You'll be a lot happier with a refined airgun that is moderately powered. My primary plinker/pest control airgun is a .177 that cranks out 7.9gr pellets at just under 650fps. I have several airguns that are much more powerful but they're a lot louder are considerably larger and require a lot more cocking effort. So I end up using my R7 because it's very quiet, quick handling, easy to cock (and uncock if I need to) and very accurate.

    I say all this with confidence that regardless of this advice you're still going to make your buying decision based primarily on power. For some reason this lesson is one that must be learned by experience if it is to be learned at all. Unfortunately many potential airgunners never learn the lesson. Instead of realizing their mistake and purchasing a more suitable airgun after they tire of the oversized, overweight, overpriced, hard to cock airgun they bought based mainly on velocity specifications they put their airgun away in a closet and decide airgunning just isn't for them.
    John, between this post of yours and reading around more elsewhere, I agree that precision seems to be the more important factor in a small game airgun than raw power.

    Just to be clear, the main purpose of this rifle will be for taking small game (rabbits and squirrels and the like) in places where use of an actual firearm would not be legal or recommended; plinking will be an activity primarily to practice for hunting with this rifle.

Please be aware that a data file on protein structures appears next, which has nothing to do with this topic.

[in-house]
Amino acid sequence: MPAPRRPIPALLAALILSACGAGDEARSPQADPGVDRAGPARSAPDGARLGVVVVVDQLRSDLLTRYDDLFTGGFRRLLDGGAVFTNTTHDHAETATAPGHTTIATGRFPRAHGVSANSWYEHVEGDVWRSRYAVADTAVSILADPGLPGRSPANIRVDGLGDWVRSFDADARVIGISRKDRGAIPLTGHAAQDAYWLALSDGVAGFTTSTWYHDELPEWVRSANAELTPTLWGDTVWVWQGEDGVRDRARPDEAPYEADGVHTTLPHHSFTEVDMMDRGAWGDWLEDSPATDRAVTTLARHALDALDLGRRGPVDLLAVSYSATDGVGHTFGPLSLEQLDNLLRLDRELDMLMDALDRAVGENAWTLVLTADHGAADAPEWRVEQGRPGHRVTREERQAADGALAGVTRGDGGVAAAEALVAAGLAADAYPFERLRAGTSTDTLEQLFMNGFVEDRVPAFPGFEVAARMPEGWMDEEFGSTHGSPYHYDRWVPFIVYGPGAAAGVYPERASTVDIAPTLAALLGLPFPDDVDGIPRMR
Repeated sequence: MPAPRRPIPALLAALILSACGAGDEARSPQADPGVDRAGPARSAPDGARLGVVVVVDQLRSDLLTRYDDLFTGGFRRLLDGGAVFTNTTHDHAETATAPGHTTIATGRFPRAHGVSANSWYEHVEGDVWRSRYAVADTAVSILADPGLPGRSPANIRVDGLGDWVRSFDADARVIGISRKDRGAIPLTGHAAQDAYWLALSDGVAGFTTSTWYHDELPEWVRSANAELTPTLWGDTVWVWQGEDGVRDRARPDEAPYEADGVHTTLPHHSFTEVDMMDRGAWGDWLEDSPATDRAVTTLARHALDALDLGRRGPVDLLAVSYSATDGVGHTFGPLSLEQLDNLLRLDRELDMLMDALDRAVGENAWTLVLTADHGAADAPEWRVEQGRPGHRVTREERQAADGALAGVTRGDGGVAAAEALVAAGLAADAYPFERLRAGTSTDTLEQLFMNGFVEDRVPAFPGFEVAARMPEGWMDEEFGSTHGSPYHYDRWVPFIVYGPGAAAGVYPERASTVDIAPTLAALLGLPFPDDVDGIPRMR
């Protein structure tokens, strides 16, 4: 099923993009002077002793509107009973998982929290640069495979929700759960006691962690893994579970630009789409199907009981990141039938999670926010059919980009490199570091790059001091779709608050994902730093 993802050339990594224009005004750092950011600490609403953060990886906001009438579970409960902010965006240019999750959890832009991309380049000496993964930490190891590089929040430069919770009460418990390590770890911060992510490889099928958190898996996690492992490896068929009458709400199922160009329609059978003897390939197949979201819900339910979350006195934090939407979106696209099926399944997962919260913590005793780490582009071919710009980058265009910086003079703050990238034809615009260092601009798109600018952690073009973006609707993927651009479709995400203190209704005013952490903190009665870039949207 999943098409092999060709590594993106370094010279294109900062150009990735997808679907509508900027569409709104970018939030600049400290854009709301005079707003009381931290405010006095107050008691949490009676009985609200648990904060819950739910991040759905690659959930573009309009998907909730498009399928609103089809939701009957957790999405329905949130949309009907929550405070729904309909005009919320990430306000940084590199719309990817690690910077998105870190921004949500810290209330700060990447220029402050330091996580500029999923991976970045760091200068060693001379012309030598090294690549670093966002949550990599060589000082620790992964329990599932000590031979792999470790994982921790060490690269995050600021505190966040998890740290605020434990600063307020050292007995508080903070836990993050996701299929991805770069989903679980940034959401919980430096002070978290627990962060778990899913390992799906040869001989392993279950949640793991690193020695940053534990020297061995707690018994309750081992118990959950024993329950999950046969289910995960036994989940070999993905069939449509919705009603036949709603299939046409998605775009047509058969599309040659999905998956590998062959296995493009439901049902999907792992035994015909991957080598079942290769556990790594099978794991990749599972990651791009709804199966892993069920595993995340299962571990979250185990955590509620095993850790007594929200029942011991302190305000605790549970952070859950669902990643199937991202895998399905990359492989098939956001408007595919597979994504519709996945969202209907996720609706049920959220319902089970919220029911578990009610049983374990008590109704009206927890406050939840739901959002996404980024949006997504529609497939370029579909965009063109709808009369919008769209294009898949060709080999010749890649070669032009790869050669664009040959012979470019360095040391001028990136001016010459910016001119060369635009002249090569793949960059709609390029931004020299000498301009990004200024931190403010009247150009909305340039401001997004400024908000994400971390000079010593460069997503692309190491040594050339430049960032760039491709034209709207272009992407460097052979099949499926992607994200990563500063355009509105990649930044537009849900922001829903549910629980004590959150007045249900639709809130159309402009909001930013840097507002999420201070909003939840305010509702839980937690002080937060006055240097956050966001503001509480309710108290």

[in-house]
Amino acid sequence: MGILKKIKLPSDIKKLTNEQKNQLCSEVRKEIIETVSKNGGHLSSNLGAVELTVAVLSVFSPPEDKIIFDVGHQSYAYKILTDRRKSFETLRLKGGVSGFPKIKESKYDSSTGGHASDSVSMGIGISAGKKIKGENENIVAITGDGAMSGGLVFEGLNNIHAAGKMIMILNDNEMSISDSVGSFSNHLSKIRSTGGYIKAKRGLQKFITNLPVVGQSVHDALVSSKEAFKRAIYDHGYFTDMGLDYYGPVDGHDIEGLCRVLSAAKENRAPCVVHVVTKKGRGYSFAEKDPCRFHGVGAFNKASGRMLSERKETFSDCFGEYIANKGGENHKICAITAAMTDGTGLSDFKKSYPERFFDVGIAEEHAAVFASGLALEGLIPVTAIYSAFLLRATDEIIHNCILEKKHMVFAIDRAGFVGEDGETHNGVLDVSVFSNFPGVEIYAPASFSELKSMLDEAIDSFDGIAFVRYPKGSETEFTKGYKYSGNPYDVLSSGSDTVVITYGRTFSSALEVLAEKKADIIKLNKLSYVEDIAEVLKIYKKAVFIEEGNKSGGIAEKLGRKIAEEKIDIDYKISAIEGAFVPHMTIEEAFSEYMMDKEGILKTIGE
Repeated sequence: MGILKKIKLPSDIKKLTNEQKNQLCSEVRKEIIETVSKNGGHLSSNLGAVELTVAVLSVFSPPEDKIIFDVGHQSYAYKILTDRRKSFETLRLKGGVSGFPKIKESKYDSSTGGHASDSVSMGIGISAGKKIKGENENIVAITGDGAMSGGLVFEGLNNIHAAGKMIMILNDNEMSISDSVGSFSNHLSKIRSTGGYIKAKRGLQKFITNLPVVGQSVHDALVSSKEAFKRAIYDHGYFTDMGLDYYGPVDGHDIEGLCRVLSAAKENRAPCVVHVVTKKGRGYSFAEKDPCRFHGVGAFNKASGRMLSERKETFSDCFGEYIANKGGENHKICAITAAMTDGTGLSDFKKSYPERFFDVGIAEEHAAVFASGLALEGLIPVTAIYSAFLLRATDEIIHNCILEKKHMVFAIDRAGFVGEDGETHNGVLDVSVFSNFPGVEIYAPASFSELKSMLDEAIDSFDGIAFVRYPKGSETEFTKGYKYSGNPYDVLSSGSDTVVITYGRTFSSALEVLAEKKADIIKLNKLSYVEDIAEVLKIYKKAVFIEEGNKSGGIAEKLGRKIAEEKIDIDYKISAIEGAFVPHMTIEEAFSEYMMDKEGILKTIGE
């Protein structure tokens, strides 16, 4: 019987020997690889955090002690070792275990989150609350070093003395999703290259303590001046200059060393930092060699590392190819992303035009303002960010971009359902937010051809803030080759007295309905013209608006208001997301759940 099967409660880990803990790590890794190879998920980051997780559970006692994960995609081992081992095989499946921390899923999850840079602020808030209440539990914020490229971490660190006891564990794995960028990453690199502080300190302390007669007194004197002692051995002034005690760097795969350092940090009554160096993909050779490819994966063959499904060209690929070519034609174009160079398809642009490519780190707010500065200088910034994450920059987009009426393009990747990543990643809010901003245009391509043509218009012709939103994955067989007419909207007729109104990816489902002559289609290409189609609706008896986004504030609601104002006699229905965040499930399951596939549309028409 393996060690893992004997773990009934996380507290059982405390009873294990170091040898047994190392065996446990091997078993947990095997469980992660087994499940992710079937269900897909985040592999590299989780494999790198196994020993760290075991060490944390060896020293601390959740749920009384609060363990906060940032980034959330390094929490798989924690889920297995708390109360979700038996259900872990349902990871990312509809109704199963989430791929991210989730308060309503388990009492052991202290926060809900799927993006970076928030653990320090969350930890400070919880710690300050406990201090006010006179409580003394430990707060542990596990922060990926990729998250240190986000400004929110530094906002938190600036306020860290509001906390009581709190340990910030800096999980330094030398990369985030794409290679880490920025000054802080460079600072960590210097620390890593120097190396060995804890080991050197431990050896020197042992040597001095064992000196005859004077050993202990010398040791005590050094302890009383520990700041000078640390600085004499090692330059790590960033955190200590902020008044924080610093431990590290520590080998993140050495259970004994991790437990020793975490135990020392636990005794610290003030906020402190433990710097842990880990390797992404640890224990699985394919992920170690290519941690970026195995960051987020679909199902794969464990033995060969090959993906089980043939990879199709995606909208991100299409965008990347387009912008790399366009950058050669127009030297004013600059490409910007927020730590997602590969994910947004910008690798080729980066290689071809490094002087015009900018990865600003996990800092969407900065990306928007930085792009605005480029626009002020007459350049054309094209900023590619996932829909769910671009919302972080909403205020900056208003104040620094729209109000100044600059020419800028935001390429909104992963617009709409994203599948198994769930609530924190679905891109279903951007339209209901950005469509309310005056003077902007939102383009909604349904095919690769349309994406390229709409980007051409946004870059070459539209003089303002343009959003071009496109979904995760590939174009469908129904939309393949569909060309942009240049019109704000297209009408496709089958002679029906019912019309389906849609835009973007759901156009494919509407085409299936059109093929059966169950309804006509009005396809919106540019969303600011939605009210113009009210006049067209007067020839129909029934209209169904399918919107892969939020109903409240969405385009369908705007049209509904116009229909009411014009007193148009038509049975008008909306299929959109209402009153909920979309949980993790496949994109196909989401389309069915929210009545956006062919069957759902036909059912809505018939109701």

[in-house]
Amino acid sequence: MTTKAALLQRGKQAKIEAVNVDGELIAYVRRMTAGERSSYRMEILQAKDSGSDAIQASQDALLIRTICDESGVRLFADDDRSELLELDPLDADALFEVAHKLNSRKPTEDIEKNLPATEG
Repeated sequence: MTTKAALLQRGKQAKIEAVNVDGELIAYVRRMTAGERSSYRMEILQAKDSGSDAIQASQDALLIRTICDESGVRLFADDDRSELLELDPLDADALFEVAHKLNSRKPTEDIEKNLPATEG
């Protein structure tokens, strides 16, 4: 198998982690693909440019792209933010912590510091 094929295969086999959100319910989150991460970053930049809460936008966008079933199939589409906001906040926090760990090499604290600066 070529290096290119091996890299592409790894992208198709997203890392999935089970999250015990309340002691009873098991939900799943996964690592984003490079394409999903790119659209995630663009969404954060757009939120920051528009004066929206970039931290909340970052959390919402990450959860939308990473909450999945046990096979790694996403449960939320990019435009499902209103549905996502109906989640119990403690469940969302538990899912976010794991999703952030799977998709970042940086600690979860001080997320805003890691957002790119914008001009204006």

This article recommends .20 over .22 or .17 for taking small game, being a compromise between energy retention/terminal ballistics and precision (closer to the flat arc of the .17 than the .22).

    Some of the air rifles I am considering include (and I will probably end up eventually with more than one):

    Benjamin Marauder in .22 (7.5 lbs; 1000 fps/ ? FPE; 2000-3000 PSI)
    Amazon Link -- $469.49 + $9.99 (Plus ~$180 for a hand pump)

    Beeman R1 in .20 (8.8 lbs; 860 fps/15.1 FPE; 34 lb cocking effort)
    Amazon Link -- caliber uncertain -- $619.90 + $13.49
    Another link -- $539.99


    Diana RWS 34 in .22 (7.5 lbs; 740 fps/ ? FPE; 33 lb cocking effort)
    Amazon Link -- $219.90 + $12.90

    Beeman R7 in .20 (6.1 lbs; 620 fps/7.9 FPE; 18 lb cocking effort)
    Amazon Link -- $389.95 + $14.07

    I am probably leaning most heavily toward the Benjamin Marauder .22 or the Beeman R7 .20. Both seem to be favorably reviewed as being very accurate.

    The PCP probably also has the highest muzzle energy of the batch, and is probably the quietest. With a 10-round magazine and no need to cock, I could take several quick shots in succession. Using a hand pump, I could get it up to 3000 PSI and not need to buy CO2 cartridges.